Exposing a weak infrastructure, an old one, or both?

In following the devastation to come out of the Katrina catastrophe, it seems appropriate to look at the communication infrastructure that failed so miserably in New Orleans. The complete inability to connect people with real-time events in NO underscores the importance of having a more or less fault-tolerant communication infrastructure in place. The need for a more complete and robust cyberinfrastructure has now come to the forefront whereas before it may have just been viewed as more “Star Wars” technology being promoted by computer scientists and computer geeks. According to John Powell, a senior consulting engineer with the National Public Safety Telecommunications Council,

… emerging technologies can lead to better communications in the future, but no technology will help you when the total physical infrastructure is inadequate. This is our first big disaster where urban response teams have had to bring in all their own communications equipment” because there was almost no emergency-communications capability left in the city.

Specifically what Powell was referring to are mesh wireless networks based on the 802.11 wi-fi standard and the need for a better system in place as discussed in this Information Week article. It is somewhat unbelievable to think that no communication contingency was in place for an event that urban planners knew could, and probably would, happen in NO. The threat of such an event occurring and discussions of what to do if all power, and thus communication, was lost in the city have been on the table for years.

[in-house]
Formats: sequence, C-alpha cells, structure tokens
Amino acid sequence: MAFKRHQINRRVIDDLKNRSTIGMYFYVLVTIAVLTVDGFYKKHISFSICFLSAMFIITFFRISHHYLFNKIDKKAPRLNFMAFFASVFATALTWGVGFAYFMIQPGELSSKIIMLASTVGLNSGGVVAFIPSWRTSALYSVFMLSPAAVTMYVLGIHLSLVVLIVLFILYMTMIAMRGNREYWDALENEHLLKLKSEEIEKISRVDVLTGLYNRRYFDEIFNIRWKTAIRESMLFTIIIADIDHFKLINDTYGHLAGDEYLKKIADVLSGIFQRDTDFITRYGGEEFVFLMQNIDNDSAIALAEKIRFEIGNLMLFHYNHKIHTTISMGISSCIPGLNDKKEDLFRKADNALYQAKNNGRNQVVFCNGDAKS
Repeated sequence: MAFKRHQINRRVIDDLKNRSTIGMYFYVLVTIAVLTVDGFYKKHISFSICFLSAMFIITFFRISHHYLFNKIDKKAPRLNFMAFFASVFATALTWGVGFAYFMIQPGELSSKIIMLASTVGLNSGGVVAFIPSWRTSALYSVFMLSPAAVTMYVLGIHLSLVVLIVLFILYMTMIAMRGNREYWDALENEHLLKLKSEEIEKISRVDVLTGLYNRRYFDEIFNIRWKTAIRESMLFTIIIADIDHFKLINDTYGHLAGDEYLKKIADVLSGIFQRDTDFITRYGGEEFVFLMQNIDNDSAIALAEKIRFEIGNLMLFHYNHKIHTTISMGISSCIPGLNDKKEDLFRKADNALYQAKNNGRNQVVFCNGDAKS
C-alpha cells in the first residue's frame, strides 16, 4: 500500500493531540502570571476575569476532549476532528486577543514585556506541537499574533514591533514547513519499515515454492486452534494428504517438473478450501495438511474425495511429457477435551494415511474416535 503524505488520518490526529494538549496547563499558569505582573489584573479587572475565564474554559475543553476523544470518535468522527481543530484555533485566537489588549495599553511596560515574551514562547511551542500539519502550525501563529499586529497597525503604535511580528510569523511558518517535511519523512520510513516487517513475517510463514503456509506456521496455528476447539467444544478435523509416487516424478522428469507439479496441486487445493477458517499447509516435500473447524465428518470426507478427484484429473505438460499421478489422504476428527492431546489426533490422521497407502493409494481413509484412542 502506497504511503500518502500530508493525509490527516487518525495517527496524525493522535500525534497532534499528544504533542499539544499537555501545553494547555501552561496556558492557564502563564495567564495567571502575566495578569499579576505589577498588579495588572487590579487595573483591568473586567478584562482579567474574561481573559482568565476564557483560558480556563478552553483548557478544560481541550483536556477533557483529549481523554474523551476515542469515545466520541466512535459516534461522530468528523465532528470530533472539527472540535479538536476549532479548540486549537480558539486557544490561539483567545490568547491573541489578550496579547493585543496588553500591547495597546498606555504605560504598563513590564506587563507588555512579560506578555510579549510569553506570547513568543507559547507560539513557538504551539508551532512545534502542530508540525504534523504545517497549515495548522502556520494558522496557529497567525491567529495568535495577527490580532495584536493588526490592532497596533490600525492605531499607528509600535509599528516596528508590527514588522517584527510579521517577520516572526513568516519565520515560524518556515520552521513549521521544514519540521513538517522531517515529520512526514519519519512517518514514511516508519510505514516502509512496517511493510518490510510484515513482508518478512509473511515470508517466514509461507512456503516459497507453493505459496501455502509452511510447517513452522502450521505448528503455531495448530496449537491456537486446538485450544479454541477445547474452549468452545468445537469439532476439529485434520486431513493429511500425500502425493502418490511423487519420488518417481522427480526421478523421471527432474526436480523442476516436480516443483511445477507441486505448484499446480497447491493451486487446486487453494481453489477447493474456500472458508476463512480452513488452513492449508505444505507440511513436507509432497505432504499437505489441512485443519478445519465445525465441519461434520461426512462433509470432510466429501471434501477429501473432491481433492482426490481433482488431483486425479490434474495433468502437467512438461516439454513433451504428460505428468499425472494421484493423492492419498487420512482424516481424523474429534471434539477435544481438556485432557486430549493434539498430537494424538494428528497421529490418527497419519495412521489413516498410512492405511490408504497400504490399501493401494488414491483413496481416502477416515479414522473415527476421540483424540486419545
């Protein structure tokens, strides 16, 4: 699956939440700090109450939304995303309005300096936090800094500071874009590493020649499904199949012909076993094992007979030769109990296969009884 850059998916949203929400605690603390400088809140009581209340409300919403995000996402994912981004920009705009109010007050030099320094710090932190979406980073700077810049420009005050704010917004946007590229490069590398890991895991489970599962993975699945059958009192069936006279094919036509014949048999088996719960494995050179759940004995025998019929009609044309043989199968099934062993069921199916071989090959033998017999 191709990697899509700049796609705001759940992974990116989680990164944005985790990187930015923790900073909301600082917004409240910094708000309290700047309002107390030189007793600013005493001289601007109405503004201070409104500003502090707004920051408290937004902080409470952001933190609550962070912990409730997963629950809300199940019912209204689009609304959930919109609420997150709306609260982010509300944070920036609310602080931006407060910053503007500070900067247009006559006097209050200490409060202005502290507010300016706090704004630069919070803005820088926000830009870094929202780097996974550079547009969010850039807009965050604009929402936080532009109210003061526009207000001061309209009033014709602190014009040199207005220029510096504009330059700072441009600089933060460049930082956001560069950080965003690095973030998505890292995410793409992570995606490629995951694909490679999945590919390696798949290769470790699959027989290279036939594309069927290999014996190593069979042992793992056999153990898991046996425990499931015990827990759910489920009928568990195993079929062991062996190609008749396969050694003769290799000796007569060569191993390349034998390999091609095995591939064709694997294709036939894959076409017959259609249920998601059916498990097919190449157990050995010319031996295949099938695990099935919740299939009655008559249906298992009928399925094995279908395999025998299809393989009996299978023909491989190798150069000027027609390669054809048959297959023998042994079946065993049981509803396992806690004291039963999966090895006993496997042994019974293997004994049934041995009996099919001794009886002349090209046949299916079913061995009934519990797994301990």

One Response to “Exposing a weak infrastructure, an old one, or both?”

  1. /dev/null Says:

    Probably the most practical solution is for cell phones to be have the capability to be switched to peer-to-peer mode automatically when infrastructure goes down. Skip the 2.4ghz techs… too many line-of-site restrictions.

    Instead, a simple peer to peer discovery mode and sms store and forward could push msgs across the network to the gateways that did have connectivity.

    And even without gateway connectivity, p2p cell phones would be fantastic for locating people and doing broadcasts and alers to all nearby phones. Consider a “I’m trapped here” msg, or “is anyone in need of assistance?”.

    With roughly 1/3 of the planet’s population now cell-phone enabled, it is time to *use* the hand-held radios that everyone carries when the core infrastructure goes down.

    If you are not a router, you are part of the problem :-)

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